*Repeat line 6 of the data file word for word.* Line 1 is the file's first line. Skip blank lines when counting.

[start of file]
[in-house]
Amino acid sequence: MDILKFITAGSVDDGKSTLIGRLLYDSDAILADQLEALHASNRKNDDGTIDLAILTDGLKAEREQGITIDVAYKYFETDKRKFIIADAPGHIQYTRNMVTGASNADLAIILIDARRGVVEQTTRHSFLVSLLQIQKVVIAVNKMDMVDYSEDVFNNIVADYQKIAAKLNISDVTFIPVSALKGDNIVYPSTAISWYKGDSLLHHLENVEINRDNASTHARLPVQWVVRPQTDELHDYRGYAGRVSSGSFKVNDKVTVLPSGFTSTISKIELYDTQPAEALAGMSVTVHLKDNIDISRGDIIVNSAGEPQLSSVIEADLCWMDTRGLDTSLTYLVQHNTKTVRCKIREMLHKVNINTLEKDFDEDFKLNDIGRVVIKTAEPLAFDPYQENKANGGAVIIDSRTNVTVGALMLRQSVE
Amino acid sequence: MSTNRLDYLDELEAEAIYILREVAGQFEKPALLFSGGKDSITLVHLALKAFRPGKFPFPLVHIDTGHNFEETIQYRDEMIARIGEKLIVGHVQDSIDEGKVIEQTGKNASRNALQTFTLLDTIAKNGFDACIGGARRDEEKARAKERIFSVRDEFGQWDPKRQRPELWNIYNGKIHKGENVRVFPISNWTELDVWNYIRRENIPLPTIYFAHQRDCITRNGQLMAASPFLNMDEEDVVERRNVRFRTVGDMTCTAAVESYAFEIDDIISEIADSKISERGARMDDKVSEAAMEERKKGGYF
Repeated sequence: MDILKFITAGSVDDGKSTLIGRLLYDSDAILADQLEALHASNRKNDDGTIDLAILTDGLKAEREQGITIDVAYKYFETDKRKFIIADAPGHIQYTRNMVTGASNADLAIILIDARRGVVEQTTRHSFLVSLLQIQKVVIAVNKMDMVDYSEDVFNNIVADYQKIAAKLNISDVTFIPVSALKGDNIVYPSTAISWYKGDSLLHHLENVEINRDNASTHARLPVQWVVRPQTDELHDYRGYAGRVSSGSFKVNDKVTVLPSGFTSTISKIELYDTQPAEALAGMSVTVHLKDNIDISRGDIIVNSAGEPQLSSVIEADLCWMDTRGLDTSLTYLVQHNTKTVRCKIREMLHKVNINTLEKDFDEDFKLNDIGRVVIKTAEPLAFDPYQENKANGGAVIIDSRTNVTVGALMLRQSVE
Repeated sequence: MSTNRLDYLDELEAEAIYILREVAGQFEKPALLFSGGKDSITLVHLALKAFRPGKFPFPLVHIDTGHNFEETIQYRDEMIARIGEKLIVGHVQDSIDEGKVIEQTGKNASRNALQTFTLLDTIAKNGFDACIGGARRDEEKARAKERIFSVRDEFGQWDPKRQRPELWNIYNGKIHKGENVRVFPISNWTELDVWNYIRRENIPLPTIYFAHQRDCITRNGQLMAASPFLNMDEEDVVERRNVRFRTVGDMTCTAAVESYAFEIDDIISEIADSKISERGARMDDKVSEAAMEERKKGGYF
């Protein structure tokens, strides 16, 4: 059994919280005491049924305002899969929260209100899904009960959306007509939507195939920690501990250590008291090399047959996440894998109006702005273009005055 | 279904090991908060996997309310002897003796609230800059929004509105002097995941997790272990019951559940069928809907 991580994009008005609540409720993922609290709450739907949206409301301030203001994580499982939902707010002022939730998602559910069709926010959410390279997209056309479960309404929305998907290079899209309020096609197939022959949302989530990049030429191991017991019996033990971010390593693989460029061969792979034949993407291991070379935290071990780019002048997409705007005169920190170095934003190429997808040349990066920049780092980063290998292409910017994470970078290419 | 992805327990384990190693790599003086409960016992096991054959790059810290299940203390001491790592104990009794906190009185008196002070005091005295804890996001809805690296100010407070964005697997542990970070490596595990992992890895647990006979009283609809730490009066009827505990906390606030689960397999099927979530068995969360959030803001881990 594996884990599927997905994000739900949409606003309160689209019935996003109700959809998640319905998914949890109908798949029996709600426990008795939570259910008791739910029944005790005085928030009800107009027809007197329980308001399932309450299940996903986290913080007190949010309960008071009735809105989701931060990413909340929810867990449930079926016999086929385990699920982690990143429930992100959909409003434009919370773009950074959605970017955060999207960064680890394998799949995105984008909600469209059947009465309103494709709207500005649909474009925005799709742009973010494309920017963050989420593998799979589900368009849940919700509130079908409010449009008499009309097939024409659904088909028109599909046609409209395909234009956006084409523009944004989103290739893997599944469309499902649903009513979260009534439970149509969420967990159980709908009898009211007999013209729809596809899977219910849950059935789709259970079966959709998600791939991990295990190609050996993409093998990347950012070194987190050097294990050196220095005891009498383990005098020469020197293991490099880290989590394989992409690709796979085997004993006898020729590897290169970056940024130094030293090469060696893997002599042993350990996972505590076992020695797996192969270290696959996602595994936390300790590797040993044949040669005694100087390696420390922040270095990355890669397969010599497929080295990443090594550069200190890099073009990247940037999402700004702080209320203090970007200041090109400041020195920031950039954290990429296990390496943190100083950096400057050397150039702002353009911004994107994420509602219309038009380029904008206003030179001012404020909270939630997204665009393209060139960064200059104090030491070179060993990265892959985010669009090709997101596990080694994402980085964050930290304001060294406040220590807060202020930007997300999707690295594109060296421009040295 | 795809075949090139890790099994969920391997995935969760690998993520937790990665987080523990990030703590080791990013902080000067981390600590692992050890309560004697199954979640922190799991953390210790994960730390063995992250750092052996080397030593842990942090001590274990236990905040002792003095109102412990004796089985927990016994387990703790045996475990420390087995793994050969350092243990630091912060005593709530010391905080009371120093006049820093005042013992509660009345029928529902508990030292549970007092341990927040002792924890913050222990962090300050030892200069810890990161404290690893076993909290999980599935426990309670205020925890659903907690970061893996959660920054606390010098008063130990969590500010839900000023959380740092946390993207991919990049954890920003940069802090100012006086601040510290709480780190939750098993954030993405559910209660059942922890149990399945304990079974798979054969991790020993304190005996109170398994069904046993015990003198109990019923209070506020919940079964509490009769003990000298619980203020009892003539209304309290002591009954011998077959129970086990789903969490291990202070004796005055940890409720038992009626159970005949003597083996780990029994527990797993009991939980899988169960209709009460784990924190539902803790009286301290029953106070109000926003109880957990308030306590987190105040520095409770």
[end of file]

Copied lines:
């Protein structure tokens, strides 16, 4: 059994919280005491049924305002899969929260209100899904009960959306007509939507195939920690501990250590008291090399047959996440894998109006702005273009005055 | 279904090991908060996997309310002897003796609230800059929004509105002097995941997790272990019951559940069928809907 991580994009008005609540409720993922609290709450739907949206409301301030203001994580499982939902707010002022939730998602559910069709926010959410390279997209056309479960309404929305998907290079899209309020096609197939022959949302989530990049030429191991017991019996033990971010390593693989460029061969792979034949993407291991070379935290071990780019002048997409705007005169920190170095934003190429997808040349990066920049780092980063290998292409910017994470970078290419 | 992805327990384990190693790599003086409960016992096991054959790059810290299940203390001491790592104990009794906190009185008196002070005091005295804890996001809805690296100010407070964005697997542990970070490596595990992992890895647990006979009283609809730490009066009827505990906390606030689960397999099927979530068995969360959030803001881990 594996884990599927997905994000739900949409606003309160689209019935996003109700959809998640319905998914949890109908798949029996709600426990008795939570259910008791739910029944005790005085928030009800107009027809007197329980308001399932309450299940996903986290913080007190949010309960008071009735809105989701931060990413909340929810867990449930079926016999086929385990699920982690990143429930992100959909409003434009919370773009950074959605970017955060999207960064680890394998799949995105984008909600469209059947009465309103494709709207500005649909474009925005799709742009973010494309920017963050989420593998799979589900368009849940919700509130079908409010449009008499009309097939024409659904088909028109599909046609409209395909234009956006084409523009944004989103290739893997599944469309499902649903009513979260009534439970149509969420967990159980709908009898009211007999013209729809596809899977219910849950059935789709259970079966959709998600791939991990295990190609050996993409093998990347950012070194987190050097294990050196220095005891009498383990005098020469020197293991490099880290989590394989992409690709796979085997004993006898020729590897290169970056940024130094030293090469060696893997002599042993350990996972505590076992020695797996192969270290696959996602595994936390300790590797040993044949040669005694100087390696420390922040270095990355890669397969010599497929080295990443090594550069200190890099073009990247940037999402700004702080209320203090970007200041090109400041020195920031950039954290990429296990390496943190100083950096400057050397150039702002353009911004994107994420509602219309038009380029904008206003030179001012404020909270939630997204665009393209060139960064200059104090030491070179060993990265892959985010669009090709997101596990080694994402980085964050930290304001060294406040220590807060202020930007997300999707690295594109060296421009040295 | 795809075949090139890790099994969920391997995935969760690998993520937790990665987080523990990030703590080791990013902080000067981390600590692992050890309560004697199954979640922190799991953390210790994960730390063995992250750092052996080397030593842990942090001590274990236990905040002792003095109102412990004796089985927990016994387990703790045996475990420390087995793994050969350092243990630091912060005593709530010391905080009371120093006049820093005042013992509660009345029928529902508990030292549970007092341990927040002792924890913050222990962090300050030892200069810890990161404290690893076993909290999980599935426990309670205020925890659903907690970061893996959660920054606390010098008063130990969590500010839900000023959380740092946390993207991919990049954890920003940069802090100012006086601040510290709480780190939750098993954030993405559910209660059942922890149990399945304990079974798979054969991790020993304190005996109170398994069904046993015990003198109990019923209070506020919940079964509490009769003990000298619980203020009892003539209304309290002591009954011998077959129970086990789903969490291990202070004796005055940890409720038992009626159970005949003597083996780990029994527990797993009991939980899988169960209709009460784990924190539902803790009286301290029953106070109000926003109880957990308030306590987190105040520095409770």